Parler—the right-wing social media platform that bills itself as a haven from oppressive content moderation—is starting to embrace some of the top-down moderation practices it used to bemoan.
The impetus for this change of heart is that Parler now recognizes it needs Apple, one of the Big Tech companies it used to rail against. As recently as Jan. 9, former Parler CEO John Matze called Apple one of “those authoritarians who hate free speech,” after the iPhone-maker removed Parler from the App Store over its role in the Jan. 6 insurrection at the US Capitol. Matze has since been fired. Now the platform is waging a campaign to get back in Apple’s good graces—and back into its all-important App Store.
It hasn’t gone well so far. On March 10, Apple denied Parler’s application to return to the App Store, saying the platform hadn’t done enough to strengthen its moderation practices after the Capitol riots. Bloomberg reports that along with its rejection letter, Apple sent Parler a litany of screenshots of its users posting hate speech. “As you know, developers are required to implement robust moderation capabilities to proactively identify, prevent, and filter this objectionable content to protect the health and safety of users,” Apple reportedly wrote.
In a statement the next day, Parler’s chief policy officer, Amy Peikoff, stressed the lengths to which the platform has gone in recent months to implement new moderation practices to appease Apple. “We worked tirelessly to adopt enhanced protocols for identifying and removing this type of content,” Peikoff wrote. “We have since engaged Apple to show them how we’ve incorporated a combination of algorithmic filters and human review to detect and remove content that threatens or incites violence.”
Peikoff also wrote that Parler has rolled out all-new moderation features that weed out “personal attacks based on immutable and irrelevant characteristics such as race, sex, sexual orientation, or religion.” Mainstream social platforms like Facebook and Twitter have long since adopted algorithms to block exactly these forms of hate speech (although they tend to use language like “protected categories” rather than “immutable and irrelevant characteristics”). The main difference is that Parler gives its users the ability to opt out of its hate speech filter so they can “curate their own feeds as they choose.”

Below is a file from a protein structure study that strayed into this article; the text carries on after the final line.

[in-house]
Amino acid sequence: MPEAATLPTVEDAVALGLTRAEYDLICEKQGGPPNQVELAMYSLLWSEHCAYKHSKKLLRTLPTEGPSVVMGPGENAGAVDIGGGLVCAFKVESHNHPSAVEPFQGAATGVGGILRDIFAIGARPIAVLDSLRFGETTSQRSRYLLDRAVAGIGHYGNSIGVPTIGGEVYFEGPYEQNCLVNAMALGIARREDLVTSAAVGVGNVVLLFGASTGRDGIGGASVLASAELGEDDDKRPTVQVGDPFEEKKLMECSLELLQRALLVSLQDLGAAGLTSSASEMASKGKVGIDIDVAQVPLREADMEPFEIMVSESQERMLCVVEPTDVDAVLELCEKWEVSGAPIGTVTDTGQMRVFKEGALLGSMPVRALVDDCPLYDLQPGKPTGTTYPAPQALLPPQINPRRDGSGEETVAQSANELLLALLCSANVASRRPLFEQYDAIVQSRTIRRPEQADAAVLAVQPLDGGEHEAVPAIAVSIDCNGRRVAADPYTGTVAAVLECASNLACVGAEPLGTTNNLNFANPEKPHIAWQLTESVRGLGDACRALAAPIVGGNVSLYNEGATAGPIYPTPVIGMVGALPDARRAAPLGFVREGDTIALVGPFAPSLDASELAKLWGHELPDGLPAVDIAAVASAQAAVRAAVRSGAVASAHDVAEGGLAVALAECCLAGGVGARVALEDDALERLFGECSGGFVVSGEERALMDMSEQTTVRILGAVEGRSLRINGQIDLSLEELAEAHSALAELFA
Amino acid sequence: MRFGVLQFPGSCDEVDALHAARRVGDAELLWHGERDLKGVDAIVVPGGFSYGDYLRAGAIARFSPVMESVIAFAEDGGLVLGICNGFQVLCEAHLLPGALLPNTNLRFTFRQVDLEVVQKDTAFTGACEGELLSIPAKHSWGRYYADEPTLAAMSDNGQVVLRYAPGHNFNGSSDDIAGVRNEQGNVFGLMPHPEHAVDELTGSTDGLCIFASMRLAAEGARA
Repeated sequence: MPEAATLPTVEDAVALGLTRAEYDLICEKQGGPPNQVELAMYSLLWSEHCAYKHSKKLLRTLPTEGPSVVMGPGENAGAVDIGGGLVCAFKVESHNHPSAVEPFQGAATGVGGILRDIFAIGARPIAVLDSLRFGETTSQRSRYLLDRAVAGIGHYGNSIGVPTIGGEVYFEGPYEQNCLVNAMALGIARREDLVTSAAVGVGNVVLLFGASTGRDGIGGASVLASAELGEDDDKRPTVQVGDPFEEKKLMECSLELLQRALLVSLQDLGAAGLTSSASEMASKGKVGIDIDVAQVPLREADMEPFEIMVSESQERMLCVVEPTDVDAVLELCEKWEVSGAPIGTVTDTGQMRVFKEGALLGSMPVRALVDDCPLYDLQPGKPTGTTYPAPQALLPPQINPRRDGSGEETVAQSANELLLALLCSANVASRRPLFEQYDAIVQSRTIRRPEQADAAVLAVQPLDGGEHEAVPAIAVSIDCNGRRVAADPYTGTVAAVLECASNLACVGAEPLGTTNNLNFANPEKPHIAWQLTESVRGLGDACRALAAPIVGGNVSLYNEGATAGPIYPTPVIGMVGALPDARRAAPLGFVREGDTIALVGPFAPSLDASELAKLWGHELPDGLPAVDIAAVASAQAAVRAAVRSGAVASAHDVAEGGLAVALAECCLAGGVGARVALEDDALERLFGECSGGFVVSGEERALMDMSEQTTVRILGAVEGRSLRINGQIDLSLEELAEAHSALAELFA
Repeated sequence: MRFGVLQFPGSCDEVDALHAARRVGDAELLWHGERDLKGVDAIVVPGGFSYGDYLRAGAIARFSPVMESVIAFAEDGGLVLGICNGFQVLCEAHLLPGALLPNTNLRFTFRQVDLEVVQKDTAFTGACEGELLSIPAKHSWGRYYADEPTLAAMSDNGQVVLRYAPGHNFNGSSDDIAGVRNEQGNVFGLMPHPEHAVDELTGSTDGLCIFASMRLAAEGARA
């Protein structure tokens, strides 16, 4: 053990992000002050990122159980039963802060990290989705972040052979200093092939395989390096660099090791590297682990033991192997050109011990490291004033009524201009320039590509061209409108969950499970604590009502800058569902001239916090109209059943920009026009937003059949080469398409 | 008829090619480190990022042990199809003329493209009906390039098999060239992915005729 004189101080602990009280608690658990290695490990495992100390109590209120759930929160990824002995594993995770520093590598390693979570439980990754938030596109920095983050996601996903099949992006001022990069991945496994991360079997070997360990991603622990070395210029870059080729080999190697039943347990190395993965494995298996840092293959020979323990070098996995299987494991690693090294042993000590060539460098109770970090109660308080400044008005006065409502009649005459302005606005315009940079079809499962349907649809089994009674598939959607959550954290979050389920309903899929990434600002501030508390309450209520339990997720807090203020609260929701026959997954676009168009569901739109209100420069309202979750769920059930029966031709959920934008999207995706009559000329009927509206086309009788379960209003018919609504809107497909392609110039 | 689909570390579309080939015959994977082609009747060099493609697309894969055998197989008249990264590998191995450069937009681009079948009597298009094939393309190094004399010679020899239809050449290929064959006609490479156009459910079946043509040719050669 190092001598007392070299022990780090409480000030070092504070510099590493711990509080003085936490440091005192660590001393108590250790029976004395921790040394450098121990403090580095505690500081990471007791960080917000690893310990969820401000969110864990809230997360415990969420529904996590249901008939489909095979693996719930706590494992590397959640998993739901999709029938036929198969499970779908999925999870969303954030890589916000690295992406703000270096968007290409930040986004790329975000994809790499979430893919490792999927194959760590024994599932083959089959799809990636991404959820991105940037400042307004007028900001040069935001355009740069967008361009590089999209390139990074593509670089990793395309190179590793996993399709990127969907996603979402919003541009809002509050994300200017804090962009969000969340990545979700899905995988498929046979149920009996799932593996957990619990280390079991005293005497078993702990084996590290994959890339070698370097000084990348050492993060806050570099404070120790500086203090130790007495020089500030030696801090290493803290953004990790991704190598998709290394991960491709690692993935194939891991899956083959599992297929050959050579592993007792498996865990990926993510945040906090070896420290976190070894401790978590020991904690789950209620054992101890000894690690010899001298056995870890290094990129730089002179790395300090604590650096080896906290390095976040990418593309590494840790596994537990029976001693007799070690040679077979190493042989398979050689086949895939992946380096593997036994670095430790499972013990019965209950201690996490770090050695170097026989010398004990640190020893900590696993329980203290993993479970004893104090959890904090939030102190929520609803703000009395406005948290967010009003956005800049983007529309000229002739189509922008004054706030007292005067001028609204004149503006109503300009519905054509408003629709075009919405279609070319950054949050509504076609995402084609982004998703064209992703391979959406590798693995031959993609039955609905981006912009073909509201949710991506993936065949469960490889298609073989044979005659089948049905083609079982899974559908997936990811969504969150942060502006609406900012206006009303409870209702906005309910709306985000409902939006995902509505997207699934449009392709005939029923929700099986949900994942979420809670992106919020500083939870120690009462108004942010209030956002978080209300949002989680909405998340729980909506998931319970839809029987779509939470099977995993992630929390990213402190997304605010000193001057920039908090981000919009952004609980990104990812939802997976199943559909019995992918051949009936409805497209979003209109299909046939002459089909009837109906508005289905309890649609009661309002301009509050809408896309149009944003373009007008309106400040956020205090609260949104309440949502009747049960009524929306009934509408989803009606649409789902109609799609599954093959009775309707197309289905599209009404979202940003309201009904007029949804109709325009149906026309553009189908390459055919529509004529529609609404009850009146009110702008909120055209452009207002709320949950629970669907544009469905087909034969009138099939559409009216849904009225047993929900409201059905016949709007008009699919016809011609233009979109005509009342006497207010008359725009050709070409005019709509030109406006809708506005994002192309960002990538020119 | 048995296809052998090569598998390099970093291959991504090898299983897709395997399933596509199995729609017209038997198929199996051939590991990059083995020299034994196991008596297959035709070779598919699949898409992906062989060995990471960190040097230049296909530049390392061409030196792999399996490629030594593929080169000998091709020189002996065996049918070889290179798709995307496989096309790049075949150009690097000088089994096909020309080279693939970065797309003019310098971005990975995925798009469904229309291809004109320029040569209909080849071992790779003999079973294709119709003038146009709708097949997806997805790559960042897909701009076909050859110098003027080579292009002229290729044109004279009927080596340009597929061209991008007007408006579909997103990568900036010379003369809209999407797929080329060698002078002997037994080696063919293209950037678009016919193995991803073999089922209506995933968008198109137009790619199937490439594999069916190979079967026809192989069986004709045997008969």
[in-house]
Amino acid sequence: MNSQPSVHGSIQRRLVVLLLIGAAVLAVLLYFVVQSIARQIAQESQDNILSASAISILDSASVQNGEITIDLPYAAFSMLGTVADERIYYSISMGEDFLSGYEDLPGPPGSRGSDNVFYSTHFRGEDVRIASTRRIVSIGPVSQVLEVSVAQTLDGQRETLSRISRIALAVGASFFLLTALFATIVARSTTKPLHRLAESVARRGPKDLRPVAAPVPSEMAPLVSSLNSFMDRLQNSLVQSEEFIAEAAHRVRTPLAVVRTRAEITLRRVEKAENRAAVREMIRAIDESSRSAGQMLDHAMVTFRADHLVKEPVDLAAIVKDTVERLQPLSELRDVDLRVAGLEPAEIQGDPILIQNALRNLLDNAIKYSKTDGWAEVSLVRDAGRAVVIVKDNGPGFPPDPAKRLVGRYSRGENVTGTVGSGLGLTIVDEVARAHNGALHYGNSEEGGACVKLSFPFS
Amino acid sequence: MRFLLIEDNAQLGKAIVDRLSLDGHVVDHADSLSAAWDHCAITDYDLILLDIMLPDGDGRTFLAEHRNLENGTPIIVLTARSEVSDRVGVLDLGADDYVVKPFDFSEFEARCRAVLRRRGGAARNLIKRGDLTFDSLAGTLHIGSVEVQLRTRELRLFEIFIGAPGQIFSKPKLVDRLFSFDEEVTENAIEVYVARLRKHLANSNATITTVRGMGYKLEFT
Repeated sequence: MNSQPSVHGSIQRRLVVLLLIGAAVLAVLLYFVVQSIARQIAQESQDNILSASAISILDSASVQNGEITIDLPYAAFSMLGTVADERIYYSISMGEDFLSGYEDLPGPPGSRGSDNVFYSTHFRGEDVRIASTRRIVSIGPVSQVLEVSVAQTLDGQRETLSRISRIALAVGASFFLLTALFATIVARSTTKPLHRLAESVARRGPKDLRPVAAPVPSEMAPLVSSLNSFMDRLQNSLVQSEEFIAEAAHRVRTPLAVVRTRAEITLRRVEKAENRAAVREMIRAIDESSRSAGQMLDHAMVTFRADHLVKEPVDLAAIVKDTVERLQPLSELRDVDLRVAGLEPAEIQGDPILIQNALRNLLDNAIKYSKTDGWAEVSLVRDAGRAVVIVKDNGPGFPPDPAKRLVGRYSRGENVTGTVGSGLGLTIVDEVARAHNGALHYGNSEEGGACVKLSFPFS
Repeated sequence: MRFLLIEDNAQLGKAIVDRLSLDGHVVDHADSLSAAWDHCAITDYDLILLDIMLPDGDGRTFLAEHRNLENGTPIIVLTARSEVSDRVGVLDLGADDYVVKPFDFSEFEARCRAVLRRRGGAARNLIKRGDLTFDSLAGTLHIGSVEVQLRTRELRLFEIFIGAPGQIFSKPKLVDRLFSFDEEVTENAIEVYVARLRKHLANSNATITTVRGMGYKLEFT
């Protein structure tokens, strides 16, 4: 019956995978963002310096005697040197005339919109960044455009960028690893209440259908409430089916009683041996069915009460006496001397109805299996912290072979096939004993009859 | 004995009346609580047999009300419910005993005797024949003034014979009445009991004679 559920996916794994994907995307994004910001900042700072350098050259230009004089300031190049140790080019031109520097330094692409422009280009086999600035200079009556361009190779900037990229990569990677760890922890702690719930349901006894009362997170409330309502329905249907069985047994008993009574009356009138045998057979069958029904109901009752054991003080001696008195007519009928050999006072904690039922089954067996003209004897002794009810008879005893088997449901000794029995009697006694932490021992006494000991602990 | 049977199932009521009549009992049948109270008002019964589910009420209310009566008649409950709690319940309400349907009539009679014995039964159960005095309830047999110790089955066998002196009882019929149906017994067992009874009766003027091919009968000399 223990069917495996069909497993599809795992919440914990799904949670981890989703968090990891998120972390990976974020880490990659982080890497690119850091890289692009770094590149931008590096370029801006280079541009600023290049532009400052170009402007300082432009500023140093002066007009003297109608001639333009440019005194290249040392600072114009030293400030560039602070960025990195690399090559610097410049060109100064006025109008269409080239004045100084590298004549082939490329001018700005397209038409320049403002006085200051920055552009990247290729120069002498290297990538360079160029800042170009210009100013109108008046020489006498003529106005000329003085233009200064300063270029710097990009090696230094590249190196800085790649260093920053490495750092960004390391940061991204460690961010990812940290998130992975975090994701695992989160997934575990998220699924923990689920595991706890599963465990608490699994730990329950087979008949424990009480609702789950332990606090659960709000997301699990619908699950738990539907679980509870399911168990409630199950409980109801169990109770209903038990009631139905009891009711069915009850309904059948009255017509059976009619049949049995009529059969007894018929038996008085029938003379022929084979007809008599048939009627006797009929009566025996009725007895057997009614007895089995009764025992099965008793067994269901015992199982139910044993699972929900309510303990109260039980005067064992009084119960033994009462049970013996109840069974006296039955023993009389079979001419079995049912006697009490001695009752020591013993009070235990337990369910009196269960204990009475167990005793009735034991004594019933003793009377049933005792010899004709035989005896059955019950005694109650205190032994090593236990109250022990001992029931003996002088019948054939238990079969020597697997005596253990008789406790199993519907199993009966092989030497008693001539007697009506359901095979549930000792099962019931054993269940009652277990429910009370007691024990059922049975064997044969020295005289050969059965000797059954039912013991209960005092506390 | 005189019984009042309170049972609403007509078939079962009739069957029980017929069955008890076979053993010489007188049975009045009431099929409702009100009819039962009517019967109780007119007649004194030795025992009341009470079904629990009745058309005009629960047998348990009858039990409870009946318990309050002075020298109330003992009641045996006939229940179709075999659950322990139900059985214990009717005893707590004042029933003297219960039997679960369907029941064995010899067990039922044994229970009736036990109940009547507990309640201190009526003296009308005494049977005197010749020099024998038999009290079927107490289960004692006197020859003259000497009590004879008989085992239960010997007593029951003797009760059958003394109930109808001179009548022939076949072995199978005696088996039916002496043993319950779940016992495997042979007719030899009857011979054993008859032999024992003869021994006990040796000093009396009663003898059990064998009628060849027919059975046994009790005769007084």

None of that was enough to win Apple over. But Peikoff seemed to indicate that Parler would make more changes to placate the tech giant. “Parler expects and hopes to keep working with Apple to return to the App Store,” she wrote.
The other major shift lies in the language Parler uses to describe Apple. In a break from Matze’s tirades against “the horrible double standard Apple and their big tech pack apply to the community,” Peikoff struck a positive note, writing about her hope that “Apple will continue to differentiate itself from other ‘Big Tech’ companies by supporting its customers’ choice to ‘think different.’”
Whether they like it or not, the fortunes of platforms like Parler are deeply entwined with the policies of tech giants like Apple and Google, crucial gatekeepers that decide which apps users of the iOS and Android operating systems can download. In November, at the height of Donald Trump’s lies about the integrity of US elections, and January, shortly after Trump was banned from Facebook and Twitter, Parler was featured as the number one app on the App Store.
Now, following a months-long ban, Parler understands that it can’t mount a comeback without Apple’s blessing—and that means bending to the reality that a social network can’t survive without some form of top-down content moderation.